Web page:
Complications Ensue: The Crafty Game, TV and Screenwriting Blog
Complications Ensue:
The Crafty Screenwriting, TV and Game Writing Blog


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Monday, July 03, 2023

Human beings are perfectly capable of absorbing stories non-linearly. Very often we meet a person and only later find out about their past. Our experience of them grows and changes over time.

That's the best way to present character backstories, too. We need to see the character behave in the present before we care about how they got to be the way they are. We should only learn about their past once we have a sense of them in the present.

Backstories don't need to be set in stone. Some games let you pick the player's character's backstory, and then will adjust dialogue accordingly. 

But we can also assign characters -- even the player character -- different backstories depending on what the player does. If the game flags that the player likes to rush into combat (not a difficult metric to measure), we can give that player character a backstory that reveals why they are so impetuous, or anxious to prove their bravery. If the player likes to stealth and avoid combat, we can give that player character a backstory appropriate to someone who avoids confrontations. Hopefully that leads to the player feeling a kinship with the character they're inhabiting.


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Sunday, July 02, 2023

There's backstory that's in the game, and backstory that is in the game bible. I am all for backstory that makes its way into the game, and wary of game bible backstory.

(What I'm writing here also goes for novels and TV shows, but games do a lot more world building, so I'll stick to games here.)

It is easy to write backstory. Backstory, when it is not in the game, costs nothing except the time it takes for the writer to come up with it. People look at The Lord of the Rings and its yards of backstory and think it's not a real fantasy world unless you can trace the hero's lineage back generations, and talk about the wars before the one we're fighting, and so forth. I mean, Tolkien managed to publish an entire book of backstory, The Silmarillion, and it's still in print.

The problem with this sort of backstory is it becomes hard to remember how much of it you have actually put in the game. Writers think that because they've written backstory, they've accomplished something. 

But often no one reads backstory documents. Producers and creative directors are fond of asking for backstory documents, but artists are not fond of reading them. People like to be told a story, and most backstory documents are just recitals of things that happened.

Also, backstory documents often fail to focus on the theme of the game. They are just the writer letting their imagination run amok.

Consequently, if an artist or level designer does read the backstory document, and throws something into the game based on it, sometimes they are not reinforcing the main story, but diluting it, or muddying it.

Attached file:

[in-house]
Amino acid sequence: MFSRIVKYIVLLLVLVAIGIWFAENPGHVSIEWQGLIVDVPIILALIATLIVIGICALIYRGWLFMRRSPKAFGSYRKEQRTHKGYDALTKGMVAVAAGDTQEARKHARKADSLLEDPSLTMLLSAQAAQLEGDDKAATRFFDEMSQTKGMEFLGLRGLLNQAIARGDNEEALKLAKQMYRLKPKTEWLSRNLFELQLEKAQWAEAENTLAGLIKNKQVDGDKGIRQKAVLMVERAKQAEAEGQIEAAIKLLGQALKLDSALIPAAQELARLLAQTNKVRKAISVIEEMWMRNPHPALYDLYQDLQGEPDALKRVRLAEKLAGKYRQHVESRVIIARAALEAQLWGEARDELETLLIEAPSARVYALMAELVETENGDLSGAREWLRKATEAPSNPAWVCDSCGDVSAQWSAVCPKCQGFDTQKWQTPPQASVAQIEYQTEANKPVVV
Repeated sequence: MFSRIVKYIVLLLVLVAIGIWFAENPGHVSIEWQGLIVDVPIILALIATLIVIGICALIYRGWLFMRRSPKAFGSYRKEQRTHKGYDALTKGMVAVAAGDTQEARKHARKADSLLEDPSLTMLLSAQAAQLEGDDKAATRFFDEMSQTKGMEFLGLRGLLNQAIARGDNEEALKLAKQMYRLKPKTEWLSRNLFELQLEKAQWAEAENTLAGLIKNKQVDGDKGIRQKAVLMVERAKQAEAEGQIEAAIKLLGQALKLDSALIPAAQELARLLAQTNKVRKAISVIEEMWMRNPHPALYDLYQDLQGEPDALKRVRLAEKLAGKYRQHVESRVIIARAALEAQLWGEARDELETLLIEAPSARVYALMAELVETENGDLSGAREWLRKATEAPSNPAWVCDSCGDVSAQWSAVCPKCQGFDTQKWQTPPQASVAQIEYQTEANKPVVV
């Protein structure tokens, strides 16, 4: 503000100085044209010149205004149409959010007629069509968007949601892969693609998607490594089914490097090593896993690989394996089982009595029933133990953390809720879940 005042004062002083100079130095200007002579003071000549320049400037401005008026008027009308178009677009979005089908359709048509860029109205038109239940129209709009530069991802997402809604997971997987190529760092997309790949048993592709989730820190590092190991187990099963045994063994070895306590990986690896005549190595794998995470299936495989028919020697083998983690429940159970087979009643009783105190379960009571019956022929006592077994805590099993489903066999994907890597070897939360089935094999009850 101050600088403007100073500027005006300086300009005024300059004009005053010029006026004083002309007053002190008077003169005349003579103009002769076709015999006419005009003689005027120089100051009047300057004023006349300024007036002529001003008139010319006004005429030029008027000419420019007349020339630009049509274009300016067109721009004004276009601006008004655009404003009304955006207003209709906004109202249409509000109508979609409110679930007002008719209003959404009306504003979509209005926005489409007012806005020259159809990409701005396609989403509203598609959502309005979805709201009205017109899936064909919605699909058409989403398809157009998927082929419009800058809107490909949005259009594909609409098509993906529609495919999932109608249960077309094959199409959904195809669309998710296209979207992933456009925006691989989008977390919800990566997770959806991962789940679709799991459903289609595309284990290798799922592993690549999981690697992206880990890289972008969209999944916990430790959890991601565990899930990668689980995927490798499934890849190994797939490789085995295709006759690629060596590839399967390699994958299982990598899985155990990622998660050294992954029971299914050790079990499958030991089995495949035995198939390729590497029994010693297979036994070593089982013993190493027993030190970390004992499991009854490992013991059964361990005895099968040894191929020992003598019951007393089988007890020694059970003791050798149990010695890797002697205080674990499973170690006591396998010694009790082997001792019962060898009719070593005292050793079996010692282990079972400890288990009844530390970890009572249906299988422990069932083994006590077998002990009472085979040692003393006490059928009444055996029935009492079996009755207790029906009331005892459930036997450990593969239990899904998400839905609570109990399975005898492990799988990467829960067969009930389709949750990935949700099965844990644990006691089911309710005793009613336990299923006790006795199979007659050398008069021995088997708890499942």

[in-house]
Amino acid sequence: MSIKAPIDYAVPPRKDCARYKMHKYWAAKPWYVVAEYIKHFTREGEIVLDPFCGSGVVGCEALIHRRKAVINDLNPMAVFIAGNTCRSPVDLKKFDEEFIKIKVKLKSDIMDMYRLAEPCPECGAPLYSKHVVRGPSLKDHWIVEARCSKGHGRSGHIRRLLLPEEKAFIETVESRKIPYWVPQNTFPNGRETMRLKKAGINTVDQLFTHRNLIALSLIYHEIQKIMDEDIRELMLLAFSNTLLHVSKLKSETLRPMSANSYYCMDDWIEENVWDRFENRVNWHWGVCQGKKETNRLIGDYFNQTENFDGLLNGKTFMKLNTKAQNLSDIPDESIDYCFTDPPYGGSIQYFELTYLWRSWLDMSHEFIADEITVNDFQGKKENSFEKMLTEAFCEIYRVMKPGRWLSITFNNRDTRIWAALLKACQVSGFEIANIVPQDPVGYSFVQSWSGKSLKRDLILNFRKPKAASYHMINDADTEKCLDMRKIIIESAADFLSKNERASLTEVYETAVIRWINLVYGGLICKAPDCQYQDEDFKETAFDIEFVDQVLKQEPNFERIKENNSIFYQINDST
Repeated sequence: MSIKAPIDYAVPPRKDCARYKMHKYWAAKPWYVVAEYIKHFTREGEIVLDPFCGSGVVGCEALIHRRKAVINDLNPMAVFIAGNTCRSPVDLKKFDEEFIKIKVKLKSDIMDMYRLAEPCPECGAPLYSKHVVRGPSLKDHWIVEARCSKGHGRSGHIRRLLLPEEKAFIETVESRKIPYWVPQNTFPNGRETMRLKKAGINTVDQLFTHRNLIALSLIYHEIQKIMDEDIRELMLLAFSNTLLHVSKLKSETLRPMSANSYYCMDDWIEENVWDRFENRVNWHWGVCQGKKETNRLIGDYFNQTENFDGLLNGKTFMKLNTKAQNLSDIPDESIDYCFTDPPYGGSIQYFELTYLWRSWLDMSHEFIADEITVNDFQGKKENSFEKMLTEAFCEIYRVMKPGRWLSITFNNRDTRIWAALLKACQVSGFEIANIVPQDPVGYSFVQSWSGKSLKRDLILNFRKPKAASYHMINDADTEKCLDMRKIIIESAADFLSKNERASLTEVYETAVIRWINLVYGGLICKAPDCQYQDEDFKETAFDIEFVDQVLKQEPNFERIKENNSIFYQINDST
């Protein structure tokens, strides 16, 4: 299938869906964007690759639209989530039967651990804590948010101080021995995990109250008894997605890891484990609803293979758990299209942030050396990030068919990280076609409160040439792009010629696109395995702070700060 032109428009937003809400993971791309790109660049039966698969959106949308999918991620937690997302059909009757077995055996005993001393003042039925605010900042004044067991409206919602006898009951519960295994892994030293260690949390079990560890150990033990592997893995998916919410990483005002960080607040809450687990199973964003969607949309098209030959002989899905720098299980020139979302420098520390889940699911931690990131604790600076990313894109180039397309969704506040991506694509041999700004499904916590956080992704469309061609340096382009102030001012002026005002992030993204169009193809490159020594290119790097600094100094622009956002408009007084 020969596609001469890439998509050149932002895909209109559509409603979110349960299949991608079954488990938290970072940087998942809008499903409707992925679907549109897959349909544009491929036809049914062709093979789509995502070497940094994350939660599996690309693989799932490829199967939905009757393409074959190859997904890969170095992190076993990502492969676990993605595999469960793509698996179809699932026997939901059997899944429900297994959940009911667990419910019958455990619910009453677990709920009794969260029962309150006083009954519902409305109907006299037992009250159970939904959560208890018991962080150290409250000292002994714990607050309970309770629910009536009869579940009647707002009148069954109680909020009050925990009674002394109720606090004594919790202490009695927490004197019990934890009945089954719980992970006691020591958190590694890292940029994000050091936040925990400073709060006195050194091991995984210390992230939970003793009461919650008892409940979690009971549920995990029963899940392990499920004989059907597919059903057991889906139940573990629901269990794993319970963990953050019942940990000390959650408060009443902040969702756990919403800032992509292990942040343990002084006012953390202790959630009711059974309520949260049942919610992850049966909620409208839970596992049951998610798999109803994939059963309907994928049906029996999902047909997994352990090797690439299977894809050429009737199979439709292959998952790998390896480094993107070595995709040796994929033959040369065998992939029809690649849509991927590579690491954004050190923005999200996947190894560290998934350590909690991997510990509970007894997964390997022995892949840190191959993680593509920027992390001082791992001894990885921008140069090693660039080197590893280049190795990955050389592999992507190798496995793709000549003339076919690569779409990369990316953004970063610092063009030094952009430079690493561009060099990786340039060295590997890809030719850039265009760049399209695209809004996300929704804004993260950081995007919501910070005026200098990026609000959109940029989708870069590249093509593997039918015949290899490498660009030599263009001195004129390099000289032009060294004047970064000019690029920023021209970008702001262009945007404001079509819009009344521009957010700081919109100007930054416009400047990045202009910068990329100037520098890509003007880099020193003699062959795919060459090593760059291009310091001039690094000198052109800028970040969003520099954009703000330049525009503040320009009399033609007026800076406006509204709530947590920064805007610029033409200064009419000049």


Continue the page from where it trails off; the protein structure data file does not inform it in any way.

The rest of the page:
Consequently I am very suspicious of spending time writing game bibles. Instead, I'd rather spend time writing descriptions of things that will actually go in the game. Environmental narrative, for example. What is scratched on the walls of that cave? What is in that basement? What is strange about the ruins on the hilltop? What do the names of things tell you about this world? What folk story does that beer label refer to? Why are those tankards shaped so erotically?

We generally put backstory in a game in order to create a sense of immersion. But what creates a sense of immersion? The recital of historical facts? Or bits and pieces of the environment that hint at a broader world? The real world is full of symptoms of historical events, while the historical events, the causes, are buried in books. 

We are used to running into hints of the past; we like speculating about what they mean. In my neighborhood in Montreal, you can see the shadows of centuries: a two story stone wall topped with brick, a diagonal of black pitch running down the side of a building where it used to meet another roof, a bricked up hole that used to be a door, or a window. I love imagining what was there before. 

I think that hints of the past are more engaging than pushing history at the player. The player has an imagination; let them exercise it, and they will create a richer, more personal world than you can provide them.

"Show, don't tell" is a screenwriting maxim. "Hint, don't show" might be an environmental narrative maxim. We can only put so many objects into our world, since each has to be lovingly crafted in the computer. But the few that we can afford to build can stand in for thousands of other objects we didn't put into our world. The trick is to leave gaps in the evidence. Don't tell the whole backstory. Leave hints at a backstory -- possibly ambiguous hints. 

But all this is not game bible backstory. This is in-game backstory. That's what I think game writers should focus on. 


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